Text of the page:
|dc.description.abstract||This book revisits the partition of the Punjab, its attendant violence and, as a consequence, the divided and dislocated Punjabi lives. Navigating nostalgia and trauma, dreams and laments, identity(s) and homeland(s), it explores the partition of the very idea of Punjabiyat.
It was Punjab (along with Bengal) that was divided to create the new nations of India and Pakistan and that inherited a communalised and fractured self. In subsequent years, religious and linguistic sub-divisions followed – arguably, no other region of the sub-continent has had its linguistic and ethnic history submerged within respective national and religious identity(s) and none paid the price of partition like the pluralistic, pre-partition Punjab.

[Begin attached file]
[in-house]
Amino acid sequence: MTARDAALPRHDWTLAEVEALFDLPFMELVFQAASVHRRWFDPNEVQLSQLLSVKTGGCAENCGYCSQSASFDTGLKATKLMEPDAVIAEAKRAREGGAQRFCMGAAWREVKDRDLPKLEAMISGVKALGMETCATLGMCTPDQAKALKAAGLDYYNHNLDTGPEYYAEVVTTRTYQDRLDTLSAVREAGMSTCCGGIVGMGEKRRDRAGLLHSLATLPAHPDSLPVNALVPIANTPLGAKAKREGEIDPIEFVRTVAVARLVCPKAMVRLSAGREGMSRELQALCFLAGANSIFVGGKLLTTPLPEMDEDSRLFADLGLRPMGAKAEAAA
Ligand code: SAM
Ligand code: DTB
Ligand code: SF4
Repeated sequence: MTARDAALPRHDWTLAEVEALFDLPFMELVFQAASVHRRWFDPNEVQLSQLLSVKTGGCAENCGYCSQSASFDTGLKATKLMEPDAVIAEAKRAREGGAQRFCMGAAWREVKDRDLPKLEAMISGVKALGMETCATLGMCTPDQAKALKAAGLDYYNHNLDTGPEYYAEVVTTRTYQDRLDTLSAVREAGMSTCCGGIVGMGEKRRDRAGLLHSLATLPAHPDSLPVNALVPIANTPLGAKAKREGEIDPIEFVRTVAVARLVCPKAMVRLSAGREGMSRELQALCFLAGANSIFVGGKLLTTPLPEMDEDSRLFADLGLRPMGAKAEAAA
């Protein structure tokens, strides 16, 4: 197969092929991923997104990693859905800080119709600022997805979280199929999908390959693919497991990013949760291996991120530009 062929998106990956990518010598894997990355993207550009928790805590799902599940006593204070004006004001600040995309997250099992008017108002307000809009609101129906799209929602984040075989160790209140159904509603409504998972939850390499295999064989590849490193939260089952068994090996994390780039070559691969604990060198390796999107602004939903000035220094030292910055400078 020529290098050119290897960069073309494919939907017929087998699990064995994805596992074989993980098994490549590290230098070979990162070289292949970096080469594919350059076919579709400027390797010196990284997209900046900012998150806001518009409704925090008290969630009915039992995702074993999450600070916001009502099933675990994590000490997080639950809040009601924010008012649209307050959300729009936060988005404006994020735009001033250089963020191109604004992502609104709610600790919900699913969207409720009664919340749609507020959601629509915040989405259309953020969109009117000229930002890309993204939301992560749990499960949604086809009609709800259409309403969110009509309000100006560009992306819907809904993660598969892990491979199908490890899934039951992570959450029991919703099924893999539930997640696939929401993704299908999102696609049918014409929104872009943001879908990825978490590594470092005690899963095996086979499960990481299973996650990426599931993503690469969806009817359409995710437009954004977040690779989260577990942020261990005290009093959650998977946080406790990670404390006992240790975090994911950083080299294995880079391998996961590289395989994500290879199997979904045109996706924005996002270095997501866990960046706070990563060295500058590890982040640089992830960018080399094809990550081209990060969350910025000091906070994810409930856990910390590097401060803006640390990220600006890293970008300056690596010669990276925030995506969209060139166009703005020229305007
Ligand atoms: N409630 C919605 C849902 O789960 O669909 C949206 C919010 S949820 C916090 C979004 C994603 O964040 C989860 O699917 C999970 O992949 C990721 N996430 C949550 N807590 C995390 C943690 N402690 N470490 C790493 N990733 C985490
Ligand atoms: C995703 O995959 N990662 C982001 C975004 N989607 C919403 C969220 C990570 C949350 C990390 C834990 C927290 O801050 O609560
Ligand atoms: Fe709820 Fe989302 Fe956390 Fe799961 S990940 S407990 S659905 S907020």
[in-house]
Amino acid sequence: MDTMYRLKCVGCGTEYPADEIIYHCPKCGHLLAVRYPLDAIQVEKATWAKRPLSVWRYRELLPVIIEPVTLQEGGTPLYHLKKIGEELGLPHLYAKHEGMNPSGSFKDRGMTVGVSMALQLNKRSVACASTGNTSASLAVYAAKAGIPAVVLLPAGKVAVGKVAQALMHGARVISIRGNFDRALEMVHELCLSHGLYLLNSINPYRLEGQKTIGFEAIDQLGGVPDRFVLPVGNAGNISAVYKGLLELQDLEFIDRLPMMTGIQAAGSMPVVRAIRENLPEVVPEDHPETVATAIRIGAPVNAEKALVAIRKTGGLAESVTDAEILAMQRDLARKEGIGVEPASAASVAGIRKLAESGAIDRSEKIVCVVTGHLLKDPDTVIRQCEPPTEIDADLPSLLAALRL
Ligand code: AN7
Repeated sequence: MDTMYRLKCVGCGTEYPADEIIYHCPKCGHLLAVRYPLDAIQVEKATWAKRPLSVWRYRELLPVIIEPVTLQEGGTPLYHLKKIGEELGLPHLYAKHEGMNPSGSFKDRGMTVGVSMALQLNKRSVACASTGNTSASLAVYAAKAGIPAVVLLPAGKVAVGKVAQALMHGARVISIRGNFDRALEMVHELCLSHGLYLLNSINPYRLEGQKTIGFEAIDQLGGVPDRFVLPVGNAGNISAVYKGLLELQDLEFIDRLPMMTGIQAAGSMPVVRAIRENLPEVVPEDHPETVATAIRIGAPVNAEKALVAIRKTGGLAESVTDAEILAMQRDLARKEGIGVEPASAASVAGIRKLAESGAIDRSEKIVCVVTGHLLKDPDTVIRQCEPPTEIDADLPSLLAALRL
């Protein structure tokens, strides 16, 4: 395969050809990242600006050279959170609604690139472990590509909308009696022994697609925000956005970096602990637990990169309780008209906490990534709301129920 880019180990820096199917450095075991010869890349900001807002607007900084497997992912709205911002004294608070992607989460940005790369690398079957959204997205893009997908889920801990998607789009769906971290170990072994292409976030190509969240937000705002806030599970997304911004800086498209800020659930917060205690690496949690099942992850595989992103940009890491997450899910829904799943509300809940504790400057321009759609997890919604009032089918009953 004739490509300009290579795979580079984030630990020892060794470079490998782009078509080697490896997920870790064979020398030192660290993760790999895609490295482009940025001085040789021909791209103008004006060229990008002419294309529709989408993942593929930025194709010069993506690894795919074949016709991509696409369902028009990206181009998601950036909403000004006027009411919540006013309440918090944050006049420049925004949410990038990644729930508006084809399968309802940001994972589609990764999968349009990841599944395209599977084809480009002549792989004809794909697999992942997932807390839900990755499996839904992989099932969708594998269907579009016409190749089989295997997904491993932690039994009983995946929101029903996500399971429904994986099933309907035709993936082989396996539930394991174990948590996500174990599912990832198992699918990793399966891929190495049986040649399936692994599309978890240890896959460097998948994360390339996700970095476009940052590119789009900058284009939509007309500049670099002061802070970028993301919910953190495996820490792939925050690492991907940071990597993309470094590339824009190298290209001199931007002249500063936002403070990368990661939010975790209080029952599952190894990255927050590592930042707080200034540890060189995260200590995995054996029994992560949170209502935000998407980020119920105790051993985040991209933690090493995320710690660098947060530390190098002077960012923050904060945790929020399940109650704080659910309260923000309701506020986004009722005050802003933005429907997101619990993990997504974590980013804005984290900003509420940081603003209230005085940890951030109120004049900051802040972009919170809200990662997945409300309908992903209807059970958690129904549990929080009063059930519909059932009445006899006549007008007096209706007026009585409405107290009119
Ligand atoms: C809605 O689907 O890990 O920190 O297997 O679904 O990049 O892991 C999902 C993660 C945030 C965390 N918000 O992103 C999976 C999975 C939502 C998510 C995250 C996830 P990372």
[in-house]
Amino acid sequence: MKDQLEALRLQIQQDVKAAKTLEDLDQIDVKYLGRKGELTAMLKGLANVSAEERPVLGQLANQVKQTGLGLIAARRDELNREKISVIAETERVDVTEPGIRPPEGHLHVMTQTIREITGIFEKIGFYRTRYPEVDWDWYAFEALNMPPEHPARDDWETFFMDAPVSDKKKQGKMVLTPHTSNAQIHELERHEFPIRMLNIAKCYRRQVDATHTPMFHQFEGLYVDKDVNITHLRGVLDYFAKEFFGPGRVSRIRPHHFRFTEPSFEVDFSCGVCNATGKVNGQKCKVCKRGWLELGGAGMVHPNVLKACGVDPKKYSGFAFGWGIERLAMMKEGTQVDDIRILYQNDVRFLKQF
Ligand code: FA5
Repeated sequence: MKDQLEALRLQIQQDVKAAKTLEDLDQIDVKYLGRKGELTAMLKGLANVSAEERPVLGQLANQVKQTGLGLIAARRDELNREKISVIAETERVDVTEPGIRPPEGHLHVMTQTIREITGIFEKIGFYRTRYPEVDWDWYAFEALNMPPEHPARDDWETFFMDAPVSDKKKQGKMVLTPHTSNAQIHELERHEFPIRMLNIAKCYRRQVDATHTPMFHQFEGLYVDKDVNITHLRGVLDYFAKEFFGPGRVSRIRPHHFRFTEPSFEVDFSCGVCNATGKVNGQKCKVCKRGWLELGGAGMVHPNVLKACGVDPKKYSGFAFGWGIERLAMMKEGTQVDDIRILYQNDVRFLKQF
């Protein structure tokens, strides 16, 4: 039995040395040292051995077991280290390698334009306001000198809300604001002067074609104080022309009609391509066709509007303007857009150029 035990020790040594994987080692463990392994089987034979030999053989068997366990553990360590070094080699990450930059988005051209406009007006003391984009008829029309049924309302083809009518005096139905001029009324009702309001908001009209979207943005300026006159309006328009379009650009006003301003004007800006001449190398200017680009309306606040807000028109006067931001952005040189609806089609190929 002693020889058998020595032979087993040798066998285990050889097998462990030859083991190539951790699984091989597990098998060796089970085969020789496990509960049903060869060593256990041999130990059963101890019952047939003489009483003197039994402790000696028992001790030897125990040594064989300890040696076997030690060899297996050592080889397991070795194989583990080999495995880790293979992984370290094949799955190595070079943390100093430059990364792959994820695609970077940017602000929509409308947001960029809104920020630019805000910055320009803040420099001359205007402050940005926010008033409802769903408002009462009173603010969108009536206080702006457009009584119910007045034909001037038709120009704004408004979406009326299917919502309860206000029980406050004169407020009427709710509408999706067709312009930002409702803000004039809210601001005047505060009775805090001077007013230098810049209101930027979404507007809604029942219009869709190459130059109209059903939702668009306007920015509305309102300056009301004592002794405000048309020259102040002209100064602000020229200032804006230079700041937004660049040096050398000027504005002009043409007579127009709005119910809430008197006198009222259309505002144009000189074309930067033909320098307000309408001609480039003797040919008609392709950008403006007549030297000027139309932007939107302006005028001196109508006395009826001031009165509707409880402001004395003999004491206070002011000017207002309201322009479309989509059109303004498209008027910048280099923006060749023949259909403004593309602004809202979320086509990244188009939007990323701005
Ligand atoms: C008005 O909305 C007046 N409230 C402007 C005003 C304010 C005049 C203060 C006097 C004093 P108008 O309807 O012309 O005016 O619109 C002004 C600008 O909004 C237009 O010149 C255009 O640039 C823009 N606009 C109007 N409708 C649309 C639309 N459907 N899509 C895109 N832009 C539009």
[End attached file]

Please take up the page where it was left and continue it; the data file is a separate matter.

This book is about the dissonance, distortion and dilution which details the past of the region. It describes ‘people’s history’ through diverse oral narratives, literary traditions and popular accounts. In terms of space, it documents the experience of partition in the two prosperous localities of Ludhiana and Lyallpur (now Faisalabad), with a focus on migration; and in the Muslim princely state of Malerkotla, with a focus on its escape from the violence of 1947. In terms of groups, it especially attends to women and their experiences, beyond the symbolic prism of ‘honour’. Critically examining existing accounts, discussing the differential impact of partition, and partaking in the ever democratising discourse on it, this book attempts to illustrate the lack of closure associated with 1947.||en